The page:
With your films, I am constantly trying to figure out how you achieve certain things. I am a meticulous film watcher. I can only imagine you’re the same with the level of detail you incorporate into your stories.

Yeah. I am always trying to learn something. So I am always very conscious of craft, sometimes at the detriment of the watching experience. I’ll often leave a theater with my wife and feel like, ‘Yeah. What was going on in the third act? That was a strange choice.’ And she’ll be like, ‘What are you talking about? Ten minutes into the movie they said [this, this and this].’ And I was like, ‘Ohhh. Well, that was an interesting tracking shot.’

That can happen, and that’s too bad. It’s just a casualty of being a filmmaker. But when a movie sweeps me up in a way that I can’t pay attention to craft, I am excited and eager to watch it again. I love watching things in the cinema that are ideal for experiencing the movie. However, sometimes watching a movie on my laptop is a good way to dissect it, because you are not going to be romanced and engaged by the story. You can be dispassionate and learn what you need to learn about craft.

Speaking of craft, I would like to, lastly, touch on your ability to fashion these excellent scary image montages. It’s akin to watching unsettling avante garde. Is there an art to perfecting those moments?

I think with both [The Lighthouse and The Witch], it’s a bit of gemming things together that seem like they are not going to work. I don’t know how long I can succeed on this trick before it becomes tired. I’m not saying this is tired per se. The way Terrence Malick edits things, even as far back as The New World, it seemed quite shocking in some ways. And now, like any TV show, it can achieve the same look and effect. So, you have to keep pushing.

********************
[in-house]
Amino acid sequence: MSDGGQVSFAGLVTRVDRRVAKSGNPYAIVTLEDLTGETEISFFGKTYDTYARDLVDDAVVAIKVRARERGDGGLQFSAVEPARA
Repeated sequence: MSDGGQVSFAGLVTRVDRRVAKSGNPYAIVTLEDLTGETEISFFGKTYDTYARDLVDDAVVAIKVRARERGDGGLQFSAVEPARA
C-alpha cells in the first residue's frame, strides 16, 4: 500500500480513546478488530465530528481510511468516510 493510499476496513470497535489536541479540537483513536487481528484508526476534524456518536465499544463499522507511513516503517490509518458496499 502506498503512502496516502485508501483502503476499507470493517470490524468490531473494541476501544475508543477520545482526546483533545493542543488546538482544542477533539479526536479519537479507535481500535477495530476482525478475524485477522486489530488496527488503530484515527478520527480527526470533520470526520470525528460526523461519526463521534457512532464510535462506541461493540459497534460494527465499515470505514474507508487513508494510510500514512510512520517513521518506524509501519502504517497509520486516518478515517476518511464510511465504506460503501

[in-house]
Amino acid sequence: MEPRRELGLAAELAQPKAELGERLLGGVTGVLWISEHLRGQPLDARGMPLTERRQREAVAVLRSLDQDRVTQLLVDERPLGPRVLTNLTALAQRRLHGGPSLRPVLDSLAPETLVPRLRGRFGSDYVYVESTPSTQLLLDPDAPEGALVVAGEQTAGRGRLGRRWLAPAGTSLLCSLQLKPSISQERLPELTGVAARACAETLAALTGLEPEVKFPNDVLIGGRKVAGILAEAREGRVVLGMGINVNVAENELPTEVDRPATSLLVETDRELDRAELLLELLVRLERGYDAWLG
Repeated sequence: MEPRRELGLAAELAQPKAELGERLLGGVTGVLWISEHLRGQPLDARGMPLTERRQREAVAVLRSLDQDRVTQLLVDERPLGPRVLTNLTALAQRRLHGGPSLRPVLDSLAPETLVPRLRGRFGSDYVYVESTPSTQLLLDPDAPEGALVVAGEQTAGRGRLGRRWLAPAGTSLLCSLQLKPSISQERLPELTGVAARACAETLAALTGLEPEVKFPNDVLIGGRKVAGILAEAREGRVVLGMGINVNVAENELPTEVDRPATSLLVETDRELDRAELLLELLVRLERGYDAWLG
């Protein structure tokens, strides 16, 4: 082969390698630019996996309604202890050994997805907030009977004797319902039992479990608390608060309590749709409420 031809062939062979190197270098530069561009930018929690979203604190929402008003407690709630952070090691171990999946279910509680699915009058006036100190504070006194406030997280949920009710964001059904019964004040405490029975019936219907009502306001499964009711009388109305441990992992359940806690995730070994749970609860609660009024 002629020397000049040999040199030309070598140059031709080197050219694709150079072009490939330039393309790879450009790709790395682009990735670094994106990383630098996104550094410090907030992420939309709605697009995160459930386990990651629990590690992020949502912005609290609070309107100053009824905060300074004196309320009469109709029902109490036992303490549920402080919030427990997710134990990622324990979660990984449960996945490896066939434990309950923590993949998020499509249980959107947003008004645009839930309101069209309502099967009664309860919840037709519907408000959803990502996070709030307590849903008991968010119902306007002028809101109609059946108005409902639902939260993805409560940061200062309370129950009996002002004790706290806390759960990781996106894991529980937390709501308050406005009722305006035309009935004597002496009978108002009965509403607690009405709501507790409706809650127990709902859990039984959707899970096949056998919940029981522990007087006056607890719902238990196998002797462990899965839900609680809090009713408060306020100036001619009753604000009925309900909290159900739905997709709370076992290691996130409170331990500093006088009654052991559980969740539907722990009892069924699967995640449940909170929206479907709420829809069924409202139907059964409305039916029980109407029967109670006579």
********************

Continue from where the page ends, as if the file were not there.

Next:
In the screenplay of The Witch, the witch, the raven and the baby knocking against each other felt like it shouldn’t work. But I think that overload of imagery can be successful. Certainly [director] Ari Aster, in Hereditary [spoilers follow], from the daughter hitting her head on a pole and being buried, is similarly excellent. It’s a juxtaposition of powerful and jarring images, and not necessarily the order that you expect them.

PRESTON BARTA is a member of the Dallas-Fort Worth Film Critics Association. Read his work here, on and on Follow him on Twitter at @PrestonBarta.